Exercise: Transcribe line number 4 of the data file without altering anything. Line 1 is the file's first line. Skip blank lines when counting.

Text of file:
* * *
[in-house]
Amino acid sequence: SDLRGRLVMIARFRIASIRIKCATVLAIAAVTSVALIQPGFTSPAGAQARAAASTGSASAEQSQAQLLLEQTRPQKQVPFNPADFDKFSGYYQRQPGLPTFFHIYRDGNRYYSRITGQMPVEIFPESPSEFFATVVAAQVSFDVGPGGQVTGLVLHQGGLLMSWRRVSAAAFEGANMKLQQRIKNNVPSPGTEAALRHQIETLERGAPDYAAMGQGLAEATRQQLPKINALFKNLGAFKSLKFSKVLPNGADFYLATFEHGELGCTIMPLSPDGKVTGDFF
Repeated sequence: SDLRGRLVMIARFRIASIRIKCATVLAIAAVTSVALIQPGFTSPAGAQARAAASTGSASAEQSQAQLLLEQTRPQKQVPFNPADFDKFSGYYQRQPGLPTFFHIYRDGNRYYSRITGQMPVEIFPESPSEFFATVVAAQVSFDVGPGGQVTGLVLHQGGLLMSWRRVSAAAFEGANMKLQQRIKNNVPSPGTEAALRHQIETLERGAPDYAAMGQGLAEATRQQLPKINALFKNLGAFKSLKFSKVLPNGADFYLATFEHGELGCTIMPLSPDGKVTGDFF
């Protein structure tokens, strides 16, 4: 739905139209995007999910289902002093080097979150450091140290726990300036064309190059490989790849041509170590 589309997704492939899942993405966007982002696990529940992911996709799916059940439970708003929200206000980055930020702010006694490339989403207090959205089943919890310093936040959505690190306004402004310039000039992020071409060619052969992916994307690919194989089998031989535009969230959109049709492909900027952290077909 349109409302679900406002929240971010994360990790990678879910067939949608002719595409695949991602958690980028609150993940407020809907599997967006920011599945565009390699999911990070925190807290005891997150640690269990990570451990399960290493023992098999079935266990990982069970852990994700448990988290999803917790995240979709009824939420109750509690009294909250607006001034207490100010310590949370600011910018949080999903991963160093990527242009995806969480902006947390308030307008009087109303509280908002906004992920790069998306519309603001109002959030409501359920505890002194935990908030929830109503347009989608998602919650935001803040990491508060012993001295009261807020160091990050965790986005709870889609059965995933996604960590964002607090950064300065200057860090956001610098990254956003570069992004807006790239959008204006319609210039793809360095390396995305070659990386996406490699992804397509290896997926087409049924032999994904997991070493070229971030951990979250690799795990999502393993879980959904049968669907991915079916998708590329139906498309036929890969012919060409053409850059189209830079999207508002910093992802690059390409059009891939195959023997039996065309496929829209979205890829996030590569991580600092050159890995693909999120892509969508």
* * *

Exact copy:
């Protein structure tokens, strides 16, 4: 739905139209995007999910289902002093080097979150450091140290726990300036064309190059490989790849041509170590 589309997704492939899942993405966007982002696990529940992911996709799916059940439970708003929200206000980055930020702010006694490339989403207090959205089943919890310093936040959505690190306004402004310039000039992020071409060619052969992916994307690919194989089998031989535009969230959109049709492909900027952290077909 349109409302679900406002929240971010994360990790990678879910067939949608002719595409695949991602958690980028609150993940407020809907599997967006920011599945565009390699999911990070925190807290005891997150640690269990990570451990399960290493023992098999079935266990990982069970852990994700448990988290999803917790995240979709009824939420109750509690009294909250607006001034207490100010310590949370600011910018949080999903991963160093990527242009995806969480902006947390308030307008009087109303509280908002906004992920790069998306519309603001109002959030409501359920505890002194935990908030929830109503347009989608998602919650935001803040990491508060012993001295009261807020160091990050965790986005709870889609059965995933996604960590964002607090950064300065200057860090956001610098990254956003570069992004807006790239959008204006319609210039793809360095390396995305070659990386996406490699992804397509290896997926087409049924032999994904997991070493070229971030951990979250690799795990999502393993879980959904049968669907991915079916998708590329139906498309036929890969012919060409053409850059189209830079999207508002910093992802690059390409059009891939195959023997039996065309496929829209979205890829996030590569991580600092050159890995693909999120892509969508």